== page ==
NASW Member Voices: It is crucial Democratic Coalition that delivered Midterm Elections Successes Must Stay Intact for 2024

Photo of demonstrators at the 2018 Women's March from Mirah Curzer of Unsplash.

Photo of demonstrators at the 2018 Women’s March from Mirah Curzer of Unsplash.

By Mel Wilson, LCSW, MBA

The political climate approaching the 2022 Midterm Elections may very well be ranked with the years leading up to the Civil War as a period when the nation was facing the greatest threat to democracy.

While that danger has by no means dissipated, it has certainly has been stalled by the Midterm Elections outcome. Predictions a so-called “red wave” that would lead to an overwhelming Republican majority in the House and Senate had dominated national media in the weeks leading up to Nov. 8. That the red wave failed to materialize —Democrats retained control of the Senate — was a victory for democracy and social justice values.

That victory belongs to the millions of Americans who mailed in ballots and went to the voting booths with the clear objective of rejecting dangerous, authoritarian Trumpism that had been gaining momentum.

President Biden, to his credit, recognized the clear and present dangers facing the nation. So Biden, along with former President Obama, used national media and public appearances to convey the urgency. There efforts were effective. According to election analysts, the issues driving the massive turnout among Democrats were protecting democracy and restoring women’s right to seek abortion services— the same issues about which Biden and Obama raised the alarm.

It is encouraging the Democratic turnout demonstrated a diverse coalition of African Americans, Hispanics, progressive Whites, and young voters that held together despite predictions from detractors that the coalition would fracture. It is especially heartening that the youth voters, Gen-Zers included, were fully engaged in the 2022 Midterm Elections.

Levels of coalition participation in the voting process are not just a statistical reference. We can grasp the significance of their commitment when we realize the 2024 Presidential election is less than two years away. To view the Midterm Elections in isolation would be an error. In fact, it is a near certainty that anti-democracy and autocratic forces will field enthusiastic far- right candidates for national offices in 2024 —including presidential hopefuls. Therefore, it is imperative this coalition remain intact and organized through November 2024.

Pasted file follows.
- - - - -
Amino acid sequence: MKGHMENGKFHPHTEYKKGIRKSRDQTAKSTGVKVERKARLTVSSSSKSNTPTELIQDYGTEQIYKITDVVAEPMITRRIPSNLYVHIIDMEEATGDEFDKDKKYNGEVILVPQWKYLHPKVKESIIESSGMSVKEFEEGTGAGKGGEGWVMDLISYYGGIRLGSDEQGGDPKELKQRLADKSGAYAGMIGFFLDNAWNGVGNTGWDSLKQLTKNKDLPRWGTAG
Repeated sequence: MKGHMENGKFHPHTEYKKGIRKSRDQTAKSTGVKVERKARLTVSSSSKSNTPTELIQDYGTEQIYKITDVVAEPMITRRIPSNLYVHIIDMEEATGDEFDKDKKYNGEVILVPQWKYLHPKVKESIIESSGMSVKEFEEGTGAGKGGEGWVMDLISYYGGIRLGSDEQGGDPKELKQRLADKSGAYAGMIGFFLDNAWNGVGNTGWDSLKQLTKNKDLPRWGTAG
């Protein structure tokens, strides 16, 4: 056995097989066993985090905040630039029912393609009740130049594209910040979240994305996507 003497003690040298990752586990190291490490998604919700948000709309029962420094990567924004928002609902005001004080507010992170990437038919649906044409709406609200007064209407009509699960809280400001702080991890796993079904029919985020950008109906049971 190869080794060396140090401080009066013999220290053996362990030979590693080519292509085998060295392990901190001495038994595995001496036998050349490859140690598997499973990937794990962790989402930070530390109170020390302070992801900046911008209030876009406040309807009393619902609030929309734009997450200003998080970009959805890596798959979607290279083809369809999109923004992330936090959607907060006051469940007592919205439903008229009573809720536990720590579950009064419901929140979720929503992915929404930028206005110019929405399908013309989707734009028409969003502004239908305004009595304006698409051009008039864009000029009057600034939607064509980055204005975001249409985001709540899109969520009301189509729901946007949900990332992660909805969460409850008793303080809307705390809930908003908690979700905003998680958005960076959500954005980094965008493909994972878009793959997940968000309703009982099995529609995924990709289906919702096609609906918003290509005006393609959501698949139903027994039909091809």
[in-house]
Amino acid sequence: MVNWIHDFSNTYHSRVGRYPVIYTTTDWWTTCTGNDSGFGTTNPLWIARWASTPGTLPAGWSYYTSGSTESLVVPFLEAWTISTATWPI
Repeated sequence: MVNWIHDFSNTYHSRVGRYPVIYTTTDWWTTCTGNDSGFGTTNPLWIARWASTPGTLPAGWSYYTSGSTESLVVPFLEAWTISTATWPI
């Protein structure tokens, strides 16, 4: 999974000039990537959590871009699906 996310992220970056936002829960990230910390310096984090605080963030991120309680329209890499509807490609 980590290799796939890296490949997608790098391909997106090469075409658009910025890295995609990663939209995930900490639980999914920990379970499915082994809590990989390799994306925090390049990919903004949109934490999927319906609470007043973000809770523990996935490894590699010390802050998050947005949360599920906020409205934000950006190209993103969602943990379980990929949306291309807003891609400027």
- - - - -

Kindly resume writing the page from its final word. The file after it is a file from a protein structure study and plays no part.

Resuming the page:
Additionally, we must guard against thinking the takeaway from the successes of 2022 vote as being transformative victories for social justice values, the fundamental Constitutional right for women to choose to have an abortion, and the preservation of democracy. The true takeaway is that many Americans made an affirmative statement with their vote.

They affirmed that they will not passively allow out of control autocrats and White supremacists to destroy 244 years of a flawed but mostly successful experiment in democracy called America. It is reassuring that as the nation moves toward its next challenge — the 2024 Presidential election— this pro-democracy coalition will be positioned do political battle against these existential threats.

It goes without saying that it is important that the social work profession remains engaged with the pro-democracy coalition. As was the case during periods of civil upheaval in the past, the social work profession needs to be a leader on the side of justice and the rule of law. The stakes remain high.

Disclaimer: The National Association of Social Workers invites members to share their expertise and experiences through Member Voices. This blog was prepared by Mel Wilson in his personal capacity and does not necessarily reflect the view of the National Association of Social Workers.

Mel Wilson, LCSW, MBA, is the retired Senior Policy Advisor for the National Association of Social Workers. He continues to be active on a range social policy area including youth justice, immigration, criminal justice, and drug policy. He is a co-chairperson on the Justice Roundtable’s Drug Policy Reform Working Group.